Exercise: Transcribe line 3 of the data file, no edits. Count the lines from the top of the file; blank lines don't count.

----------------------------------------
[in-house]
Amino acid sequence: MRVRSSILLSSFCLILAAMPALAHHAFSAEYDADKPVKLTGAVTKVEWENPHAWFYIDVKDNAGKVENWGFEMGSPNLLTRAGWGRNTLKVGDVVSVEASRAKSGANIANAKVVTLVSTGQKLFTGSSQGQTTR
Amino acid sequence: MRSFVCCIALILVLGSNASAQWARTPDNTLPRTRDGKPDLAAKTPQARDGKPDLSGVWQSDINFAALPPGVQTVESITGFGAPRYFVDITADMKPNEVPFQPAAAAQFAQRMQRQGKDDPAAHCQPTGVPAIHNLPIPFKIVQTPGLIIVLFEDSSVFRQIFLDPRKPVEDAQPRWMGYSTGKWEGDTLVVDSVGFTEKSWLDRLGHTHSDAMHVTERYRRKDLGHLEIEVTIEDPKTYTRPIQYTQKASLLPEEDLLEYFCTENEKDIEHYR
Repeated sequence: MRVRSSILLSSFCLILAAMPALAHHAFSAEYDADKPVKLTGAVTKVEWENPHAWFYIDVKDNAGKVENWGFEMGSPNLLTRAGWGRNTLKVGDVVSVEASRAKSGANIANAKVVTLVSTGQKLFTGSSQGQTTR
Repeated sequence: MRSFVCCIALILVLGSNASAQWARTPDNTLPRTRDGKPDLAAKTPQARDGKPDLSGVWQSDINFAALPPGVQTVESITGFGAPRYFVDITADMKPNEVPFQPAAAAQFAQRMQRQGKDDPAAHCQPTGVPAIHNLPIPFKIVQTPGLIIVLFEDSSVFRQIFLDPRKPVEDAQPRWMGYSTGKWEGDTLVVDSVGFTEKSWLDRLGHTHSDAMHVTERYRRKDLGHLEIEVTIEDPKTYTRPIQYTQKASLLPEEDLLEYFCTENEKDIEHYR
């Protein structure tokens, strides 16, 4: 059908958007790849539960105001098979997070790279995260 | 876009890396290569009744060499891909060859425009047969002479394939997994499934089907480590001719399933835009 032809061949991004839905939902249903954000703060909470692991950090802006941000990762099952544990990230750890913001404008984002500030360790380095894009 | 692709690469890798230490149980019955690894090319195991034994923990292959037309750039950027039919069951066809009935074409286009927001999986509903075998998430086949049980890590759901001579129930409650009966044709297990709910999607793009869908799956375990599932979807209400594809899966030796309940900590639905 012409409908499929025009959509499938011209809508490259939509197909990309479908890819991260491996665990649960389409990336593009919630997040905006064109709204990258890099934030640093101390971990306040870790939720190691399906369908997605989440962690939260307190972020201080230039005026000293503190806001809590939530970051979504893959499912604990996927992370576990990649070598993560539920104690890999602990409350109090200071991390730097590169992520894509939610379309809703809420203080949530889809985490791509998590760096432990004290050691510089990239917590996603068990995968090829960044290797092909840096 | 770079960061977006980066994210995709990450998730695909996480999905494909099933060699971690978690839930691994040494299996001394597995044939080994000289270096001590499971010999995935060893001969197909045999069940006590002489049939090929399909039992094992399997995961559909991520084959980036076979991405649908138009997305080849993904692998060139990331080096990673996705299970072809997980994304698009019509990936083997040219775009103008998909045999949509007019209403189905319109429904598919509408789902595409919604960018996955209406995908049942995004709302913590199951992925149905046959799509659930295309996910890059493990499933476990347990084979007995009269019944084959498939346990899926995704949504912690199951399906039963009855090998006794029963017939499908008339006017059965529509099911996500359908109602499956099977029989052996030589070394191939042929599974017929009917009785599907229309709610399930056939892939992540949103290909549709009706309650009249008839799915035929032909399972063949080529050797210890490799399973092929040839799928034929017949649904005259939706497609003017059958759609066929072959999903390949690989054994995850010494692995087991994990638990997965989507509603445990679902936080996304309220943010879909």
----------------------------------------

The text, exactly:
Amino acid sequence: MRSFVCCIALILVLGSNASAQWARTPDNTLPRTRDGKPDLAAKTPQARDGKPDLSGVWQSDINFAALPPGVQTVESITGFGAPRYFVDITADMKPNEVPFQPAAAAQFAQRMQRQGKDDPAAHCQPTGVPAIHNLPIPFKIVQTPGLIIVLFEDSSVFRQIFLDPRKPVEDAQPRWMGYSTGKWEGDTLVVDSVGFTEKSWLDRLGHTHSDAMHVTERYRRKDLGHLEIEVTIEDPKTYTRPIQYTQKASLLPEEDLLEYFCTENEKDIEHYR